While a majority of London cyclists always stop at red lights, one third admit they at least occasionally ignore them
A recent spate of cycling deaths in London that saw six cyclists killed in 13 days has ignited a debate over what can be done to prevent future accidents. London Mayor Boris Johnson, who oversaw the roll-out of the ‘Boris bike’ hiring scheme, has been called upon to defend cycling safety in the city.
New YouGov research investigating the views of Londoners about cycling in the capital finds that they tend to be even-handed about responsibility for accidents and paths to reform. But the greatest agreement comes over the need to clamp down on cyclists who ignore red lights, something a sizeable proportion of London’s cyclist admit doing.
Overall, cyclists currently make up only about a quarter (24%) of London’s population, with fewer than half of those who cycle doing so more than once a week.
And on road accidents, there are some wide gaps in opinion between the 24% who cycle and those who don’t: whereas 34% of cyclists think drivers of motor vehicles are more usually to blame for collisions with cyclists, only 14% of non-cyclists feel the same. Non-cyclists, on the other hand, are much more likely to blame both equally, as half (50%) do.
When it comes to running red lights, a majority (53%) of London cyclists avoid the practice altogether. But a significant group – 35% – admit that they at least ‘occasionally’ ignore red lights at traffic lights.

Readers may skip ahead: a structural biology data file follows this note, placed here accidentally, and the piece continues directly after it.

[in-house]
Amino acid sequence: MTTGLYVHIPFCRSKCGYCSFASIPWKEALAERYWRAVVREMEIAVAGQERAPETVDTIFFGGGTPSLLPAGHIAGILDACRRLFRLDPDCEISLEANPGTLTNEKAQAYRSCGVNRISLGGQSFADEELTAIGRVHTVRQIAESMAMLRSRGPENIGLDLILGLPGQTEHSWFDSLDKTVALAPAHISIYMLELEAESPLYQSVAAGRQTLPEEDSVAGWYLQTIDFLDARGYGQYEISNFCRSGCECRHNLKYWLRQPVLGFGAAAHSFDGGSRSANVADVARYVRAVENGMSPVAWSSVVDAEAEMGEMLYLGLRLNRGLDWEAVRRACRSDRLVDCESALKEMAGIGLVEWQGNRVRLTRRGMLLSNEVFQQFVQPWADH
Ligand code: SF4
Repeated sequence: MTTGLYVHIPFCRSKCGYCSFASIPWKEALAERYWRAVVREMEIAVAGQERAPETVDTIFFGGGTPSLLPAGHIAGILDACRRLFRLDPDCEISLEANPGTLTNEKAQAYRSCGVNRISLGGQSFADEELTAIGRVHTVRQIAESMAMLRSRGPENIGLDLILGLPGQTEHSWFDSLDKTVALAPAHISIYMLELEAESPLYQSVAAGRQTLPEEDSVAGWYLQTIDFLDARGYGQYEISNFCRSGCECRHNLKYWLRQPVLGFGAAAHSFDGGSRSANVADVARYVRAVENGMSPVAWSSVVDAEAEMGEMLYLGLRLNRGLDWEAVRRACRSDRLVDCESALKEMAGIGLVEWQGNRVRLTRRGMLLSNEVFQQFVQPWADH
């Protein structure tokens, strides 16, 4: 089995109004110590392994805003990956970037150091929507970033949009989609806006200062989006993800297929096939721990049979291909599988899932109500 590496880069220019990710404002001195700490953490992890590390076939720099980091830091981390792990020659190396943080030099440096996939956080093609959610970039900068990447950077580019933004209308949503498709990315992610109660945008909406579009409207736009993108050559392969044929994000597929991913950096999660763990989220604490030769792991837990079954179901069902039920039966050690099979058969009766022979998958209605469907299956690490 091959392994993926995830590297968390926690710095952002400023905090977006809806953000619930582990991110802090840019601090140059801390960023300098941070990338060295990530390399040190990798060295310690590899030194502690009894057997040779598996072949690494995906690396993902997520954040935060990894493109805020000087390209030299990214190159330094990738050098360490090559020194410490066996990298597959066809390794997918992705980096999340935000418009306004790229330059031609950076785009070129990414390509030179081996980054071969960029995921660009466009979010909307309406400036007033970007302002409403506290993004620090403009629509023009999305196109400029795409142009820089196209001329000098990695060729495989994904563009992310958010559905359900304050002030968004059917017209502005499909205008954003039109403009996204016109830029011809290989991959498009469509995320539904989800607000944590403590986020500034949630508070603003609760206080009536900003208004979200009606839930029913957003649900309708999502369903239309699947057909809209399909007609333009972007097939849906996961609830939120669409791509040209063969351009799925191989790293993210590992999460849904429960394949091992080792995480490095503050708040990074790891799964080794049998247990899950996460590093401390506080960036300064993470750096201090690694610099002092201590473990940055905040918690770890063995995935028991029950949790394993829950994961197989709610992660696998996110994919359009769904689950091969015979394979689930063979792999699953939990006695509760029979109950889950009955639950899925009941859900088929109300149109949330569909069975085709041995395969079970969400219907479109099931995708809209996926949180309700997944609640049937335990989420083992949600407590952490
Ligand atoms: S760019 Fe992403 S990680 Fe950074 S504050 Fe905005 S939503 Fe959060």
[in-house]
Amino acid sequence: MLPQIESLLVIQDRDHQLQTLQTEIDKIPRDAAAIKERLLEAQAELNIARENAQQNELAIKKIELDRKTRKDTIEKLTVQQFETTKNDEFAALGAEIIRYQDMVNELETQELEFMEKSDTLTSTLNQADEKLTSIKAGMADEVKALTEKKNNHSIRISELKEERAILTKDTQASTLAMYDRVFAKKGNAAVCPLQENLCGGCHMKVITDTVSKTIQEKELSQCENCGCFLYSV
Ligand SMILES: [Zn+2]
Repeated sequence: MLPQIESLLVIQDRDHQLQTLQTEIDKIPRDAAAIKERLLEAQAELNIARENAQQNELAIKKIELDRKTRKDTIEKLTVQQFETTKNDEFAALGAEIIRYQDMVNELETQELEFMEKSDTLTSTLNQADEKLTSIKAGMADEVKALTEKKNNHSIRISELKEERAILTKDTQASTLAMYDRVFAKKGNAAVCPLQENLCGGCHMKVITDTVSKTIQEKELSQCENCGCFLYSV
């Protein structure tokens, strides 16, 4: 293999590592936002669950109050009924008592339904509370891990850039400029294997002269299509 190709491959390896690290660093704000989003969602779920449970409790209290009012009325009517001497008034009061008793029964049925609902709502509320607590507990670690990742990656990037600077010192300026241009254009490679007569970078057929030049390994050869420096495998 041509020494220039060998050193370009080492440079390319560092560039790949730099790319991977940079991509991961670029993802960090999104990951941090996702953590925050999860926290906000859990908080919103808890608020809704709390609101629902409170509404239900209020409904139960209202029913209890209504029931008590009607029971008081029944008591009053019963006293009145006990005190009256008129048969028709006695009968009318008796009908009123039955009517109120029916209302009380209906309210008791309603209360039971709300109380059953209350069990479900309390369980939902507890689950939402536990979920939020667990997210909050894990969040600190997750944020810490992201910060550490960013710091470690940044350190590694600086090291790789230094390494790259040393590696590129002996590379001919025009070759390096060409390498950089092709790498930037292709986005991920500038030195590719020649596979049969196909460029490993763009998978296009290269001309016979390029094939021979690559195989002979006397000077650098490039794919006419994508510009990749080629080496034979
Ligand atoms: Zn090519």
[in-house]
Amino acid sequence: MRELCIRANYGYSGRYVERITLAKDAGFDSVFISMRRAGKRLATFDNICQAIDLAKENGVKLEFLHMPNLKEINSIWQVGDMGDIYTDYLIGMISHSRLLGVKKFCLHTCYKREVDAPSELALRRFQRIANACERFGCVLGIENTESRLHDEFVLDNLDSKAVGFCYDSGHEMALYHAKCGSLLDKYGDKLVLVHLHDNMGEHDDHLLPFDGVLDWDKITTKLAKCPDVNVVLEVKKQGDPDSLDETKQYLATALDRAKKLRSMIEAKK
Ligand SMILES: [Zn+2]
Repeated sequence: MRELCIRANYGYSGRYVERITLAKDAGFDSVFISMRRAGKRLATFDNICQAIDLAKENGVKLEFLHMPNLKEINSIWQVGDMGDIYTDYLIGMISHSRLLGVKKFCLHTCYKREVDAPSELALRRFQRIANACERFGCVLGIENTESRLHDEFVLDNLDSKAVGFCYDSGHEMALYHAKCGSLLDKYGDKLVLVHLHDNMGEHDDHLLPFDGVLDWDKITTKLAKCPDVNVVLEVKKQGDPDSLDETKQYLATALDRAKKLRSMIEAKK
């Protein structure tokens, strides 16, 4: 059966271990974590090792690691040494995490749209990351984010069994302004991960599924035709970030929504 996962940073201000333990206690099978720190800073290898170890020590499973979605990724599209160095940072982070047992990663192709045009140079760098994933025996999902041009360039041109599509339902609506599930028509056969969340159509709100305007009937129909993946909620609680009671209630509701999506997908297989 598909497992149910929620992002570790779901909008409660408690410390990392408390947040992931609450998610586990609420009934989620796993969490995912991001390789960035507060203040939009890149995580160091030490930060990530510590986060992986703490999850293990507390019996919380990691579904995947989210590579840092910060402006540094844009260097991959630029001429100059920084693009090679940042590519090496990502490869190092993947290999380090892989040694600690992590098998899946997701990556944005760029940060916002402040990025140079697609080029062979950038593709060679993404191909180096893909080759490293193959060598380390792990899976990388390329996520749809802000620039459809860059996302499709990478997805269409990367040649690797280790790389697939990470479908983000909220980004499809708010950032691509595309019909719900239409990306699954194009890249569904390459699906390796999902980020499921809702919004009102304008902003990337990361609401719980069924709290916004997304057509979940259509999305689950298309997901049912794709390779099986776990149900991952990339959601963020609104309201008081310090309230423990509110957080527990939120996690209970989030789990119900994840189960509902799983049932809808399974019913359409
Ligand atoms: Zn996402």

Boris Johnson has come under fire for appearing to place blame on cyclists involved in accidents, singling out those who he says 'put their lives in danger' by running red lights or wearing headphones. While he prefaced his remarks by saying he was not ‘blaming the victim’, many cyclists, campaigners and politicians have said the mayor did just just that.
Cyclists and non-cyclists are more or less unified in calling for stricter enforcement of the law on red lights.
Nearly nine in ten Londoners (87%), including almost three-quarters (72%) of cyclists, agree police ‘should prosecute far more cyclists who ignore red lights’.
Most Londoners also endorse a number of other measures aimed at making roads safer for cyclists, including introducing more cycle lanes – even at the expense of road space for motor vehicles – and banning cyclists from busy roads at rush hour. A majority also support requiring employers ‘by law’ to provide secure places where employees can leave their bikes.
The survey also found that London cyclists with experience of ‘Boris bikes’ tend to like them. Of the 42% of cyclists who have ridden a Boris bike, nearly four in five (79%) were satisfied with the system.
In August a nationwide YouGov survey found that, while 60% of British people never ride a bike, 69% want the government to do more to encourage cycling.